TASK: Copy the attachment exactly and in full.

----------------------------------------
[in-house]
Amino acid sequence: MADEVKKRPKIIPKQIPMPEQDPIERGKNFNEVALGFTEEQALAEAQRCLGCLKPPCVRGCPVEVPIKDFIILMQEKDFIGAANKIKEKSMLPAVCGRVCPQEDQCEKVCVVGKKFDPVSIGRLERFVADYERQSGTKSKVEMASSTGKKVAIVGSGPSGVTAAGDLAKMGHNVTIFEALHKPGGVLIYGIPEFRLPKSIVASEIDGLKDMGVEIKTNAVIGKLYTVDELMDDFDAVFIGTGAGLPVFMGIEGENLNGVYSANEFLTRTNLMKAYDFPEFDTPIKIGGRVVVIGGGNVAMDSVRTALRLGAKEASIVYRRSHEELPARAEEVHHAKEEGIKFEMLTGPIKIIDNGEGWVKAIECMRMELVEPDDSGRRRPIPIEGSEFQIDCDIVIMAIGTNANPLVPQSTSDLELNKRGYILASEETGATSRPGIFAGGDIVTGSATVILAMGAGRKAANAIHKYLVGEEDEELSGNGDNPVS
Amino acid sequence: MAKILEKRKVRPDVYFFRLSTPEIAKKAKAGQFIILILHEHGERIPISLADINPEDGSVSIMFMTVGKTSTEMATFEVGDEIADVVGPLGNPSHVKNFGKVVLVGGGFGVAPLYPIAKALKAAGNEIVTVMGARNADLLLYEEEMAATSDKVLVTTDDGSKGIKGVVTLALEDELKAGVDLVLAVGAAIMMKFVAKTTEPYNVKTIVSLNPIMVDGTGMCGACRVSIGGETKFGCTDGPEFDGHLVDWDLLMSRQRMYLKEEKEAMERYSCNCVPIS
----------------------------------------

[in-house]
Amino acid sequence: MADEVKKRPKIIPKQIPMPEQDPIERGKNFNEVALGFTEEQALAEAQRCLGCLKPPCVRGCPVEVPIKDFIILMQEKDFIGAANKIKEKSMLPAVCGRVCPQEDQCEKVCVVGKKFDPVSIGRLERFVADYERQSGTKSKVEMASSTGKKVAIVGSGPSGVTAAGDLAKMGHNVTIFEALHKPGGVLIYGIPEFRLPKSIVASEIDGLKDMGVEIKTNAVIGKLYTVDELMDDFDAVFIGTGAGLPVFMGIEGENLNGVYSANEFLTRTNLMKAYDFPEFDTPIKIGGRVVVIGGGNVAMDSVRTALRLGAKEASIVYRRSHEELPARAEEVHHAKEEGIKFEMLTGPIKIIDNGEGWVKAIECMRMELVEPDDSGRRRPIPIEGSEFQIDCDIVIMAIGTNANPLVPQSTSDLELNKRGYILASEETGATSRPGIFAGGDIVTGSATVILAMGAGRKAANAIHKYLVGEEDEELSGNGDNPVS
Amino acid sequence: MAKILEKRKVRPDVYFFRLSTPEIAKKAKAGQFIILILHEHGERIPISLADINPEDGSVSIMFMTVGKTSTEMATFEVGDEIADVVGPLGNPSHVKNFGKVVLVGGGFGVAPLYPIAKALKAAGNEIVTVMGARNADLLLYEEEMAATSDKVLVTTDDGSKGIKGVVTLALEDELKAGVDLVLAVGAAIMMKFVAKTTEPYNVKTIVSLNPIMVDGTGMCGACRVSIGGETKFGCTDGPEFDGHLVDWDLLMSRQRMYLKEEKEAMERYSCNCVPIS